Friday, 14 July 2017

Dumbdown 'Engaging with the Past', First 'Metal Detecting', now Selfies

Dumbdown 'engaging with the past', first 'metal detecting' (Collection-Driven Exploitation of the archaeological Record) to 'get people visiting museums', now selfies
"Museum selfies have become a thing, and are even encouraged by some museums to draw younger visitors. There are entire blogs dedicated to museum selfies. Museum Hack, which gives quirky, unofficial tours of major museums around the country says on its website, “Museum selfies are an awesome way to engage audiences with your museum and collections"..." (Sopan Deb, 'Oops! A Gallery Selfie Gone Wrong Causes $200,000 in Damage', The New York Times).
'Awesome'. While you are there, why not scribble your name on the wall to say 'I engaged with the collections here'?


Paul D., Paderborn, Germany said...

Dear Mr. Barford,

I think the main lesson to be learned from that incident is that art should be displayed on plinths that are made of something a bit more solid than cardboard. It seems like that accident was just waiting to happen.

Also I am not sure why it should have caused 200.000 bucks in damage.
Looks more like 20 dollars to me. Although maybe I just don't understand "modern art" and why it is now "spoiled".

But jokes aside: I think that the younger generation must find their own way to engage with art. We should not be judging them too much. And I certainly don't see, why taking a selfie (in a non-destructive way) is the equivalent of smearing on the walls.

Cheers from Germany,

Paul Barford said...

'Taking a selfie' is - as the name suggests - focussed on the self, the 'place' is just a background. To engage with the objects in a museum involves actually contemplating them, and reading the labels, not using them as anonymous props.

Graffiti is the same as a selfie, an expression of "I was here". Don't you see that?

John said...

Of course Paul from Germany is right. This is a case of Mr Barford putting his own negative spin on an event. We should be celebrating the fact that the younger generation are going to our museums. The fact that they take a picture of themselves with the exhibit is what they do. Don't be a perpetual wet blanket, Paul.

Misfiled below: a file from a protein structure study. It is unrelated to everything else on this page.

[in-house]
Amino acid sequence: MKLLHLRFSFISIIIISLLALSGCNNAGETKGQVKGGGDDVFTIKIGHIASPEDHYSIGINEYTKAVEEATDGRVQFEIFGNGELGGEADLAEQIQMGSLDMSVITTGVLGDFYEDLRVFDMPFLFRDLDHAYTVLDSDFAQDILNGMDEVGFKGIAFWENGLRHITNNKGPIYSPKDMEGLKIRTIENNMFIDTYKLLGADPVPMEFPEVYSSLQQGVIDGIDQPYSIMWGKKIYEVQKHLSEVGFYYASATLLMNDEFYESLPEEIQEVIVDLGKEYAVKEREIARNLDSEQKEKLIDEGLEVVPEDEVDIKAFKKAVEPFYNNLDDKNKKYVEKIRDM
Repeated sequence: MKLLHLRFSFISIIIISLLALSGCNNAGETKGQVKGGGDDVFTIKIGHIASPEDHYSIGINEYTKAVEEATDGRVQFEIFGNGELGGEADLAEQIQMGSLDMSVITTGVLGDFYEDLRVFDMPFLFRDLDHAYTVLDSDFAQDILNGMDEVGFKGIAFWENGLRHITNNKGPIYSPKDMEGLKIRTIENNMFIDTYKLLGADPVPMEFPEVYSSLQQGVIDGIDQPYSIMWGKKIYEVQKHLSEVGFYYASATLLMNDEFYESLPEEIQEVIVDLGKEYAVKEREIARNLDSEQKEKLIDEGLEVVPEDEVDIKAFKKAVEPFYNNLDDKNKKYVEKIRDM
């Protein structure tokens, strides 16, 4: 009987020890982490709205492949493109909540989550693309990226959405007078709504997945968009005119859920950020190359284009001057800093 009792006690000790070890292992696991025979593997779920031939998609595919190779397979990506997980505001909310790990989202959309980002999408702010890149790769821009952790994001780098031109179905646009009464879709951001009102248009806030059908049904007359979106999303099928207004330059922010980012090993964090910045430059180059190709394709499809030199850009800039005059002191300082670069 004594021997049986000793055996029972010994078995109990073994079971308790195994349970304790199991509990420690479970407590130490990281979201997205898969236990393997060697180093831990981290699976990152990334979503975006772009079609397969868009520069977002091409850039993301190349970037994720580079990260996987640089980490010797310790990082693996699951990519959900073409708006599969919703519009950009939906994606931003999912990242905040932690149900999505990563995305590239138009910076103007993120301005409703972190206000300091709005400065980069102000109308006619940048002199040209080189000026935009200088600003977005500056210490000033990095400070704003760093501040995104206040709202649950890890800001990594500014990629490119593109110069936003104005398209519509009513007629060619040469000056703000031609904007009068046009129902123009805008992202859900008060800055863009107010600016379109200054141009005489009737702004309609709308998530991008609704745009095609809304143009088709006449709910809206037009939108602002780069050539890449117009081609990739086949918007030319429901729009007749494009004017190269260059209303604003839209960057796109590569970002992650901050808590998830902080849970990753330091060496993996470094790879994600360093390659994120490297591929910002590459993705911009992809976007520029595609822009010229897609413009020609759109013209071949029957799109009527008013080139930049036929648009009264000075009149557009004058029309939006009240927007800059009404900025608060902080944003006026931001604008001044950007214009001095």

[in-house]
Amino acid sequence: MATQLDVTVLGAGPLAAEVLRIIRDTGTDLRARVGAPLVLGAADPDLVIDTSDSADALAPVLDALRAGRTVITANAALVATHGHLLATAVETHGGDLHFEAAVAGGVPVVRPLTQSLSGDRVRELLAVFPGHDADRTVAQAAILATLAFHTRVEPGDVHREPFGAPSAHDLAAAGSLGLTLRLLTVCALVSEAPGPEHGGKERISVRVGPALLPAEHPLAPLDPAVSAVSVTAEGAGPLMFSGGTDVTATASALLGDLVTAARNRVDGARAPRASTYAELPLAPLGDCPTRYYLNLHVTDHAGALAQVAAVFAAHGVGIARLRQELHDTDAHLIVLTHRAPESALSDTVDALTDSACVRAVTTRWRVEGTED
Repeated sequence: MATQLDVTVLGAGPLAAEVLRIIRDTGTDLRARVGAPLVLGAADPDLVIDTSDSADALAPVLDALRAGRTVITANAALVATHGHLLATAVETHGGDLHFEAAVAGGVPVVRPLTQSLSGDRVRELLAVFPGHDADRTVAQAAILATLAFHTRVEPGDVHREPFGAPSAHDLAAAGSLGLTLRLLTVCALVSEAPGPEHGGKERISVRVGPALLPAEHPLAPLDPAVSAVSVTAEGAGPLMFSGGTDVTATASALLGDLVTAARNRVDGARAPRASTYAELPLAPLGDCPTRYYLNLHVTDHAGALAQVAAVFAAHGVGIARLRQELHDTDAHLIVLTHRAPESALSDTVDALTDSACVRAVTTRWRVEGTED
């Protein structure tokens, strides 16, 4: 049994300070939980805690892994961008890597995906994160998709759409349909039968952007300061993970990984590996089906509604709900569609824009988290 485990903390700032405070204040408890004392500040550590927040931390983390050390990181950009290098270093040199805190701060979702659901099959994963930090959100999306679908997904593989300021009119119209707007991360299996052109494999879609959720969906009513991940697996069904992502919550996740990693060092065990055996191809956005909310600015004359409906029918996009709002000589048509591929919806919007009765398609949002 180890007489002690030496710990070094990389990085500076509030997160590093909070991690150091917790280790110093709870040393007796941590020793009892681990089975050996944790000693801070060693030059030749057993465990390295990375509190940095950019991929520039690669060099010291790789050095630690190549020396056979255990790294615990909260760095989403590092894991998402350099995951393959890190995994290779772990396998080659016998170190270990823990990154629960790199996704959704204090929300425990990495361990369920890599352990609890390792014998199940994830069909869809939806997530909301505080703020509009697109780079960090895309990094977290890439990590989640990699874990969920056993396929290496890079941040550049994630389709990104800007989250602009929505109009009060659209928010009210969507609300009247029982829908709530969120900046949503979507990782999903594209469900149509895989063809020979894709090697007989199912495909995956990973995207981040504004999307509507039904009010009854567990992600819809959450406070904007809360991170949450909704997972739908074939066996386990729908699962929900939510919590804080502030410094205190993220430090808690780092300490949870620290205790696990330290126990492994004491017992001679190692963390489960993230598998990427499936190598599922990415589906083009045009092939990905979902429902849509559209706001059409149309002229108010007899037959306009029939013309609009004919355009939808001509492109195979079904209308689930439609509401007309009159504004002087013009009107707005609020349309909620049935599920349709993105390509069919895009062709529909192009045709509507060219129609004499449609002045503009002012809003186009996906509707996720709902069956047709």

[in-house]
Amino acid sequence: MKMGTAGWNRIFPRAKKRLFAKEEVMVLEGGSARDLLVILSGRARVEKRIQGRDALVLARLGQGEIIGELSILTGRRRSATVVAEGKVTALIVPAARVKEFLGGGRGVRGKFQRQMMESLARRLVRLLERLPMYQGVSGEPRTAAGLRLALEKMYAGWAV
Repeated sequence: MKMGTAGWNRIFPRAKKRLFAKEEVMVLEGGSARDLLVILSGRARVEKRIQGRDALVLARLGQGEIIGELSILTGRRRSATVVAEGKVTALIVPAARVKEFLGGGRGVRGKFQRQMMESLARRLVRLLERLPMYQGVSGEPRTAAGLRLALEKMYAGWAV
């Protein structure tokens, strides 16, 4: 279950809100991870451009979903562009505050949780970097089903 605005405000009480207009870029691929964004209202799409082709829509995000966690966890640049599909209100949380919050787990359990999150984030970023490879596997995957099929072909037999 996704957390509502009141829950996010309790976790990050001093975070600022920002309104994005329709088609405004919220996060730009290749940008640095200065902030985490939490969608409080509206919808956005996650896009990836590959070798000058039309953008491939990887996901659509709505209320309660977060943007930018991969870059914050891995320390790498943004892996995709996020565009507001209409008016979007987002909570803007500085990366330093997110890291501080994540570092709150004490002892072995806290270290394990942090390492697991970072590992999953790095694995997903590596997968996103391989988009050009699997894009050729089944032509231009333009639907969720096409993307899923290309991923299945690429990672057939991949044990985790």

Paul Barford said...

"We should be celebrating the fact that the younger generation are going to our museums". Interesting comment. Would we have heard that a generation ago? That perhaps tells us more about our times than it does about the use of museums.

A museum is a public space with a specific function, if we change that function, then what is a museum actually for? Do we give metal detectorists treasure ransoms merely to get sparkly things to act as somebody's "selfie background"? For dumbdown "wont-cha-loot-at-that!" photo ops, it might as well be a pyramid of beer cans and we can all save some money.

By the way, just to be clear, the attentive reader would note that I am not talking as these two seem to think about an 'event', but about the more general remark I found appended to a media account of one.

Paul D., Paderborn, Germany said...

Dear Mr Barford,

in my view the specific function of an art museum is to make art available to the public. What the members of the public then choose to do with it is up to them, as long as they don't leave any permanent trace of their acticity behind and as long as they do not disturb others (for more than 30 seconds; 40 seconds are acceptable if they are under 12 months of age).

So instead of having hard and fast concepts about how one should or should not approach art we should leave it up to each new generation. After all, it is just as much their art as ours.

Also ... I'll just say it: Some of those selfie-pictures on the blog are actually pretty funny. They are a bit of art in their own right.


Paul Barford said...

I am an archaeologist, this blog is concerned with the archaeology and as the posts here show I am against treating archaeological material merely as 'ancient art'. You seem to be assuming that there are only 'art' museums. There is a huge amount more to archaeological objects than 'looking nice', and it is that message I expect a proper museum to be making accessible. It seems to me that a museum that unambitiously sets out to be good selfie fodder really is not doing what I think a lot of us (still) expect museums to do, which is to provide something a bit more cerebral. Otherwise there does not seem to be much point. We have Disneyland and other such places for family fun and entertaining - let's not confuse the two.

Paul Barford said...

"Some of those selfie-pictures on the blog are actually pretty funny"
There is another issue here which does not concern dumbdown, but respect. Some of the images lampooned by those "selfies" (they are not) to which Mr Paderborn refers are of Christian saints, many works of art in western museums are religious pieces, other objects include Native American (or other cultures') sacred objects, masks, kacjhina figures etc, some museum exhibits incorporate human remains (jivaro heads, mummies, skeletons). The Parthenon Marbles are not in the BM so teenage boys can ogle the bare breasts of goddesses and make titty-jokes. There is the aspect of the respect due to the artists and patrons whose works are open to public display. The images on the blog are not respectful. Surely an art museum should be engaged in encouraging respect for art - rather than total philistine disregard.

The "comedy" of the photos referred to relies on taking parts of the original image out of context. Perhaps we should take this into account when we assess the self-serving arguments of those promoting the so-called 'encyclopaedic museums' which assume the modern museum-goer wants (expects) to see (to be able to contemplate) the wider context of a work. In fact, cases like this show that reality might be very far from that.

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